As Kerri Welsh lay stricken on the pitch at the Lamb Ground in Tamworth in November 2017, she knew what lay in wait over the next nine months if she was ever to play football again.
The forward had just ruptured her anterior cruciate ligament for the third time – twice before on her right knee and now on her left – during a cup game between Aston Villa and Sheffield FC.
Immediately, she knew the scans, operations, time off work, physio and rehabilitation it would take just to get her back to the point where she could run again.
And despite promising herself after the second time that she would retire if it ever happened again, Welsh resolved that this would not be how the curtain came down on her playing career.
“There was no question that I wanted to come back,” she said.“I still believed I had a few years left playing at this level and I wasn’t ready to part ways with playing.
“I had this absolute determination that no one was going to stop me – no physio, no surgeon, no coach was going to tell me that I wasn’t coming back.”
The 26-year-old’s trio of ACL injuries have robbed her of nearly three years of playing the game she loves.
But long-term injuries don’t only take a physical toll – it’s the mental hardships which are often overlooked when an athlete’s livelihood is stripped away and they’re reduced to the role of a spectator.
She continued: “You have to be the No.1 fan. You’re not a player anymore – you’re a supporter, and that’s the brutal side of an injury.
“I tried to keep myself involved with the group as much as I could. Every training session and every game, I was there. I think it’s important to stay around the group when you’re out for so long.
“It’s definitely hard to stay positive, especially with the type of injury I had. You can’t do an awful lot for the first three or four months. The rehab is very boring, it’s very repetitive, there’s nothing exciting about it and you’re not kicking a ball for six or seven months.
“It’s difficult but I like to think I kept my own personal feelings away from the group because they had a job to do.
“When I was at home, my parents and my family saw the other side of the injury – the down sides and how it affects you when you’re not playing on a weekend. I wouldn’t wish it on any player.”
Welsh’s ability to play football was not the only victim of her injury.
Every Villa Ladies player studies or works full-time alongside their commitments to the club, due to the part-time nature of The FA Women’s Championship, the second tier of women’s football in this country.
For Welsh, this meant her role as Female Football Development Officer at the Port Vale Foundation was heavily impacted.
“We have to work full-time to pay the bills and we play because we enjoy it and it’s our hobby,” she said. “For me, I had to take time off work for a lengthy period which didn’t help. Obviously, I’ve got a job to do and I need to be there. They were really good in giving me the time off that I needed.
“With the work that I do, it’s very practical. I’m coaching and I need to be giving demonstrations and I’m on my feet a lot, so it was difficult to go back into work and work to my full ability.”
The ACL injuries have punctuated Welsh’s career so far - as a 20-year-old at Everton, and at the ages of 23 and 25 at Villa.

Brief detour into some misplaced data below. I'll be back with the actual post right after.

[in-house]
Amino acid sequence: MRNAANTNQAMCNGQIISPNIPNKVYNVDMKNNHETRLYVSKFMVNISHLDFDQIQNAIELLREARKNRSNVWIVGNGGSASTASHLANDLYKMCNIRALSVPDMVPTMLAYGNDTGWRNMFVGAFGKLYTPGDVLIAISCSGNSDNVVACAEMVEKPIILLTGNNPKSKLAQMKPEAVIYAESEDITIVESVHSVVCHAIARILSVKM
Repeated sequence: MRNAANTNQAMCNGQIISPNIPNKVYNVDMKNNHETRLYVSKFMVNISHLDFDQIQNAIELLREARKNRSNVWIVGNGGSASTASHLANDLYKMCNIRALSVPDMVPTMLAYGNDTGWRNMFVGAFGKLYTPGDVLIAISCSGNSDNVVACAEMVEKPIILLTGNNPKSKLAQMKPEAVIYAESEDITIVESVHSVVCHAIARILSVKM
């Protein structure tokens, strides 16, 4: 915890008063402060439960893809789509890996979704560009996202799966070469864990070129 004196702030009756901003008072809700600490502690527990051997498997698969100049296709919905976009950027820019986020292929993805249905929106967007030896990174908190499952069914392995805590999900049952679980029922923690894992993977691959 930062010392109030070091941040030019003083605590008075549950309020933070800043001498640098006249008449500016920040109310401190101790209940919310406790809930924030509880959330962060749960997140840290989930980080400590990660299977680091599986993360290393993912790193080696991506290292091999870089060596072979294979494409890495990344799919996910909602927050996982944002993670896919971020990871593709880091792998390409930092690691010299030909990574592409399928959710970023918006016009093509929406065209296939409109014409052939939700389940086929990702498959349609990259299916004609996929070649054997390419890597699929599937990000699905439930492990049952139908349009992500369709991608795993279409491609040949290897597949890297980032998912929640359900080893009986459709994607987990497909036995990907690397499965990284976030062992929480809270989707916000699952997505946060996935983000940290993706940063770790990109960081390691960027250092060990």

A player with less love for the game might conclude after three such injuries that it’s time to call it a day, but that wasn’t an option.
“I don’t think anything compares to playing football,” Welsh said.“I’ve had three years of being out injured and in that time I’ve tried to find something that compares to playing and there’s absolutely nothing.
“I wanted to make the decision of when I finish playing – I didn’t want that decision to be down to injury.”
Countless training nights at Bodymoor Heath were spent with former physio Andy Frampton and ex-strength and conditioning coach George Farmer as she spent a gruelling nine months in rehabilitation.
Welsh’s commitment to the team was such that she travelled to away games, such as Durham in midweek, on the team bus.
The road to recovery eventually led to her playing return as a late substitute in a pre-season friendly against Coventry United in August 2018.
Welsh promptly scored twice in seven minutes to secure a 3-2 win.
“The first game back was something that I will never forget,” she reflected.“To come on and score two was good and it made me happy. I feel blessed every time I’m able to play football, even in training.
“I never take it for granted that I can just play football. I try and train and play like it’s my last game because in the blink of an eye it could be gone.”
Her importance to the team was underlined by Head Coach Gemma Davies’ decision to make her club captain ahead of the current campaign.
And Welsh has consequently led by example as she works her way back to full fitness, topping the scoring charts with two goals in six appearances.
Three major injuries have failed to diminish her passion for playing football, and she wouldn’t rule out making another comeback if disaster struck for a fourth time.
“I said after the second time that if it ever happened for a third time that would be it, I’d hang my boots up and I’d never play again,” she said.“As soon as I did it the third time, there was no question in my mind that I was going to have the operation and try to get back again.
“This time, I’ve said that if it happens again I’ll hang my boots up but I’ll probably still try and come back again. I’ve just got a massive passion for playing football and playing for this football club.”
Welsh’s love of representing Aston Villa will be on show once again when she steps out against Durham at Boldmere St Michaels FC on Sunday.